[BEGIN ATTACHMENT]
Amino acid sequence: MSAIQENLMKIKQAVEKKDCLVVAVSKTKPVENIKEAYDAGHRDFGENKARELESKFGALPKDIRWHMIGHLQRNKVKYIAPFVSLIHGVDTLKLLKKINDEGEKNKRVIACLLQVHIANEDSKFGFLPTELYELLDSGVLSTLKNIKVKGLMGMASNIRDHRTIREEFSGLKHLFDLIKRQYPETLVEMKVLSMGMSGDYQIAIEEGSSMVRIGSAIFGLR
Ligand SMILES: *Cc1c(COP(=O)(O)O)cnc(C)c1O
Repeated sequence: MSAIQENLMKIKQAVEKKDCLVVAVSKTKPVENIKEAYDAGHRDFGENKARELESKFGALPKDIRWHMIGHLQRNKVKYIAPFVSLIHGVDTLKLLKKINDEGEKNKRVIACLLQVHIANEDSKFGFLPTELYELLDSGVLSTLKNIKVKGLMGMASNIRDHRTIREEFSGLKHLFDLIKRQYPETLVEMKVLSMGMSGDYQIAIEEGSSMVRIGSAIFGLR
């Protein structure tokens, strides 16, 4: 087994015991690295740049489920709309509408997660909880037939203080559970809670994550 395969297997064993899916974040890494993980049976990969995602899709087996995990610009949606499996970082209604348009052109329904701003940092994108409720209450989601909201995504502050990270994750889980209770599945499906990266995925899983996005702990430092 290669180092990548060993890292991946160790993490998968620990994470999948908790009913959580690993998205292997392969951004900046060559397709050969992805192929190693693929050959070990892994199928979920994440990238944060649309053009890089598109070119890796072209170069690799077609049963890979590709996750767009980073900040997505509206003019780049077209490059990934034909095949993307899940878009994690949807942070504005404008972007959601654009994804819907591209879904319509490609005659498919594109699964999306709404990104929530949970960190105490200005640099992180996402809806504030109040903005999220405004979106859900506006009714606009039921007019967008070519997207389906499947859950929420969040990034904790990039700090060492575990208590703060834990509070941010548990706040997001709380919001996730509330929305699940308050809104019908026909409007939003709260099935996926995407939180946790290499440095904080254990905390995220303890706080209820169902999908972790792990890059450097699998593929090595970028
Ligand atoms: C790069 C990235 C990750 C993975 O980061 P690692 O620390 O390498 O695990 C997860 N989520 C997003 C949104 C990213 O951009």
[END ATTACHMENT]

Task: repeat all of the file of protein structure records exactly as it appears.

Amino acid sequence: MSAIQENLMKIKQAVEKKDCLVVAVSKTKPVENIKEAYDAGHRDFGENKARELESKFGALPKDIRWHMIGHLQRNKVKYIAPFVSLIHGVDTLKLLKKINDEGEKNKRVIACLLQVHIANEDSKFGFLPTELYELLDSGVLSTLKNIKVKGLMGMASNIRDHRTIREEFSGLKHLFDLIKRQYPETLVEMKVLSMGMSGDYQIAIEEGSSMVRIGSAIFGLR
Ligand SMILES: *Cc1c(COP(=O)(O)O)cnc(C)c1O
Repeated sequence: MSAIQENLMKIKQAVEKKDCLVVAVSKTKPVENIKEAYDAGHRDFGENKARELESKFGALPKDIRWHMIGHLQRNKVKYIAPFVSLIHGVDTLKLLKKINDEGEKNKRVIACLLQVHIANEDSKFGFLPTELYELLDSGVLSTLKNIKVKGLMGMASNIRDHRTIREEFSGLKHLFDLIKRQYPETLVEMKVLSMGMSGDYQIAIEEGSSMVRIGSAIFGLR
């Protein structure tokens, strides 16, 4: 087994015991690295740049489920709309509408997660909880037939203080559970809670994550 395969297997064993899916974040890494993980049976990969995602899709087996995990610009949606499996970082209604348009052109329904701003940092994108409720209450989601909201995504502050990270994750889980209770599945499906990266995925899983996005702990430092 290669180092990548060993890292991946160790993490998968620990994470999948908790009913959580690993998205292997392969951004900046060559397709050969992805192929190693693929050959070990892994199928979920994440990238944060649309053009890089598109070119890796072209170069690799077609049963890979590709996750767009980073900040997505509206003019780049077209490059990934034909095949993307899940878009994690949807942070504005404008972007959601654009994804819907591209879904319509490609005659498919594109699964999306709404990104929530949970960190105490200005640099992180996402809806504030109040903005999220405004979106859900506006009714606009039921007019967008070519997207389906499947859950929420969040990034904790990039700090060492575990208590703060834990509070941010548990706040997001709380919001996730509330929305699940308050809104019908026909409007939003709260099935996926995407939180946790290499440095904080254990905390995220303890706080209820169902999908972790792990890059450097699998593929090595970028
Ligand atoms: C790069 C990235 C990750 C993975 O980061 P690692 O620390 O390498 O695990 C997860 N989520 C997003 C949104 C990213 O951009």